We have the large Rocking Owl back in stock along with smaller rocking birds, colorful metal animals, shade sails, wire baskets, coco liners, Smart Pots, arches for a budget, and so much more. We have more Yukon Gold potatoes on order and just received Red Potomac, Rhubarb, sweet onions, and asparagus. For those of you new to Lake County, we have the chill hours to grow lilacs, and we have lots of them. After all, what American garden should be void of a lilac or two? They are drought and deer resistant once established, making them even more worthy of your consideration.

After several years of selling out of berries, we now find ourselves overstocked. They will be on special again in April. The best way to grow blueberries here is in containers. They like super acidic soil (low Ph). Make a mix of 1/3 each GreenAll Firmulch, peat moss, and potting soil. Add some GreenAll FST (iron and sulfur) for extra measure. Besides, you will probably want to treat the soil with it once a year. Plant in morning sun or filtered shade. Blueberries are self-fertile, but it is recommended that you get two different varieties for better production. Don’t want to have to train your blackberries? We have an upright variety called Navajo that is thornless and does not need support, along with some other thornless varieties. Love raspberries but can’t afford them. We have several varieties to choose from. Fall Gold is a good choice for here. Berries do best in moisture-retentive soil in half-day sun here. 20% off this month. We also have mulberries, gooseberries, gojis, and currants in liner pots to round out our berry selection.

We have lots of roses to choose from and need to reduce the numbers before they get too much bigger. They are starting to leaf out, and the new foliage went through our recent bout of below freezing temps with no damage. I thought for sure the new growth was going to be all shriveled up from the night we got to 27 but no. We will continue to offer them at 20% off for the time being. Although roses do benefit from feeding and deadheading, there are varieties here that thrive with little maintenance. These include Iceberg, Burgundy Iceberg, all the Sunblaze series, all the Drift series, and The Knockouts. A lot of the Floribunda roses are a good choice, too, for the landscape. They produce more flowers than the classic cutting hybrid tea roses and are easier to maintain. If thorns are your issue, many of the fragrant lavender roses do not have as many. The big drawback here is that deer and gophers do love roses, so gopher cages and fencing are recommended.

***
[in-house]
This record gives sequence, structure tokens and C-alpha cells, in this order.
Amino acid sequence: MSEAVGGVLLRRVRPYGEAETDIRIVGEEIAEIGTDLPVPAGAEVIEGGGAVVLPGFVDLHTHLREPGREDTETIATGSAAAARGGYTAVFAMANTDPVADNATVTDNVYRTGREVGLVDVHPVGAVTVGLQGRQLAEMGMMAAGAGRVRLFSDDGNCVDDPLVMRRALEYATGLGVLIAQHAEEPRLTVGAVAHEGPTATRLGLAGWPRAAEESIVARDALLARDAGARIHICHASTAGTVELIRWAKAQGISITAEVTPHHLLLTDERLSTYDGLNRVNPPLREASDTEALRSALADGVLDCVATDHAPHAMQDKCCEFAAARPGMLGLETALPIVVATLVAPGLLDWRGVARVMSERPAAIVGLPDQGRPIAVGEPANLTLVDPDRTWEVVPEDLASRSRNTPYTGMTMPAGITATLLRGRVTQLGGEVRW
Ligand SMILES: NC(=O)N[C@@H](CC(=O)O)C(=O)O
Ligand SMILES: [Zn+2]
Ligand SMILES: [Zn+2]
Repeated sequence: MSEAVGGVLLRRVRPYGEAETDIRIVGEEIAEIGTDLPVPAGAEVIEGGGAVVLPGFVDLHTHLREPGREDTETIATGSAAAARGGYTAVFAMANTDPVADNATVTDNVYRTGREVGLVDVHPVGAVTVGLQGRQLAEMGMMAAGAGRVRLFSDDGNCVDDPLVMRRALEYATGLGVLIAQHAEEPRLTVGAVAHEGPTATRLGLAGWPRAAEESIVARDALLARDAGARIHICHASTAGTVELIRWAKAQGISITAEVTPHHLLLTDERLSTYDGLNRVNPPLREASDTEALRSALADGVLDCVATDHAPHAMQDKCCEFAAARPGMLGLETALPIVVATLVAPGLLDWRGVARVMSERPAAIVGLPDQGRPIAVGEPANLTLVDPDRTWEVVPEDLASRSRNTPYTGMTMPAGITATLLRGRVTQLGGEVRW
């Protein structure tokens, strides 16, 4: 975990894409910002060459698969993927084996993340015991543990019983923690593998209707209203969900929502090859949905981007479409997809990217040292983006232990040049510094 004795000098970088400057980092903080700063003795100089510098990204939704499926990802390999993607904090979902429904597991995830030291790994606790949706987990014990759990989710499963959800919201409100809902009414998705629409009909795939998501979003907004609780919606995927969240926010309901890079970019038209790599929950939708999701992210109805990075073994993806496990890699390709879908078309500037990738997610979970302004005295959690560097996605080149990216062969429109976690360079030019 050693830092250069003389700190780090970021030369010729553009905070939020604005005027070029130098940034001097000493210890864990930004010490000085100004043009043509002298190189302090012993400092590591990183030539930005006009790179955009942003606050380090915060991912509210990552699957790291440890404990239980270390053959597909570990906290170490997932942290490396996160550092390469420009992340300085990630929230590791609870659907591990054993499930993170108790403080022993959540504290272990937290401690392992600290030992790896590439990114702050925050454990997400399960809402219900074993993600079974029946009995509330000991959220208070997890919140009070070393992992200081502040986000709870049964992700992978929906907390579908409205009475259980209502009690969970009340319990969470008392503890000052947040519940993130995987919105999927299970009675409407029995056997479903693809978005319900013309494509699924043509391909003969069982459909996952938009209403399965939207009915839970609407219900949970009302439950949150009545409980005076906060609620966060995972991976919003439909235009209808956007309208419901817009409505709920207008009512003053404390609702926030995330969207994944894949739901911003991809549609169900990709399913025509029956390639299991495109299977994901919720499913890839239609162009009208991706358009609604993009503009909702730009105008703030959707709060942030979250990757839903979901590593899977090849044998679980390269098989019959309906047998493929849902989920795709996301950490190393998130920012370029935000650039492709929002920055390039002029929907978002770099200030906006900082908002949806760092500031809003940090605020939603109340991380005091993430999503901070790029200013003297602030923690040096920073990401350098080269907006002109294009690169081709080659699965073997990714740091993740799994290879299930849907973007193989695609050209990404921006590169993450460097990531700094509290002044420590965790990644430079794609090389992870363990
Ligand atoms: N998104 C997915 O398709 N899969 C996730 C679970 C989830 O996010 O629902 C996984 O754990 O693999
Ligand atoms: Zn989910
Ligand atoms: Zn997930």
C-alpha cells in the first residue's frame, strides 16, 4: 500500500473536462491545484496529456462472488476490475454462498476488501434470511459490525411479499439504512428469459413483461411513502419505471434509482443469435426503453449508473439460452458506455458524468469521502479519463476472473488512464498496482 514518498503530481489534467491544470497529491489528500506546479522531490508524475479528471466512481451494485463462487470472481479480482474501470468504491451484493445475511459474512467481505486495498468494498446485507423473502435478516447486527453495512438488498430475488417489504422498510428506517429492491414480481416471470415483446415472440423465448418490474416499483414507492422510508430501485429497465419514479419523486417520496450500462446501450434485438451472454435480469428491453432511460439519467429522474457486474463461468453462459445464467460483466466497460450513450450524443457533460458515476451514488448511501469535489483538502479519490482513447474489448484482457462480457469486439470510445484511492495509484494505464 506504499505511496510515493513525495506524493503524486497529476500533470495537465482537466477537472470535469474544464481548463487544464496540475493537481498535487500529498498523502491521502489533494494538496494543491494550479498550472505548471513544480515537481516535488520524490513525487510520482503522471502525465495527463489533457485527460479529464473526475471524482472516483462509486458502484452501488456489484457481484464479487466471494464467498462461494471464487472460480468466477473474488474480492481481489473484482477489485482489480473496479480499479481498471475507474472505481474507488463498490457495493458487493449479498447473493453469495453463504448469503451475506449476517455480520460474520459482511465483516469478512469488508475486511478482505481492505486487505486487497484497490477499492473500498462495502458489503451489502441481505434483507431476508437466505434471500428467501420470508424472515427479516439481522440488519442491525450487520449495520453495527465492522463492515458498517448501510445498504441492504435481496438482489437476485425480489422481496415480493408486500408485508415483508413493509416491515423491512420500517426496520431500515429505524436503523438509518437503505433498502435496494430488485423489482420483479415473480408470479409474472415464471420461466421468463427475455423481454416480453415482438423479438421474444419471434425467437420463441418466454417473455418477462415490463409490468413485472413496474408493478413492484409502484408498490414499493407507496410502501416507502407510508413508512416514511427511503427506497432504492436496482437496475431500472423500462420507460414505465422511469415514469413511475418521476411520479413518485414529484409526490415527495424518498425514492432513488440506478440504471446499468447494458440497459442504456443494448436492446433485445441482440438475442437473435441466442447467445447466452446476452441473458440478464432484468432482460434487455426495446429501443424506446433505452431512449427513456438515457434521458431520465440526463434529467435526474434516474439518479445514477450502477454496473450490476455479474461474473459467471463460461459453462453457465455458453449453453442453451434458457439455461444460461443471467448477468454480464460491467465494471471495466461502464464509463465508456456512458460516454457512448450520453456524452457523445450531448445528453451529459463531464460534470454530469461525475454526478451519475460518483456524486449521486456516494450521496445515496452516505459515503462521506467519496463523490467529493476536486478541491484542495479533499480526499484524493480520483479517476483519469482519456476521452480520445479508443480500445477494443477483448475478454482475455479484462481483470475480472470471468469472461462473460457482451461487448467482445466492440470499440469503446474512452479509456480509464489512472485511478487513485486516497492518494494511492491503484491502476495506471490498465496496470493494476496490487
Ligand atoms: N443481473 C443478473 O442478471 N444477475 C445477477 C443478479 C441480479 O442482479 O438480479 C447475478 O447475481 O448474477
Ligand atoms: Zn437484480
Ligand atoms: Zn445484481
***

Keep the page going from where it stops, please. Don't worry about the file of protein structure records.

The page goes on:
We have been ordering a lot of our tried and true perennials for you. These include Geum, Centranthus, Nepeta, Dianthus, Gaura, Salvia, Lavender, and Butterfly Bush. We just stocked up on Jerusalem Sage and gallons of Hot Lips Sage. The Pansies and Violas in 6 packs are looking good. We will soon be carrying 6 packs of Petunias as well. They can take the frost. We left our Marigolds out one night, and they got frost hit, so we better wait a little longer for them and Zinnias.

Here is hoping for more sunshine and warmth. We are ready for it.

Save the Date:

Our spring Sharp Event is back!
April 29th
Ron will be here in the morning to sharpen your tools, and we will have storewide specials to sharpen your yard!

April Specials

GreenAll Organic 2 cu. ft. Potting Soil
Buy 3, 4th free

20% Off
Roses, liner pot berries, selected plant stands, and cool season vegetable starts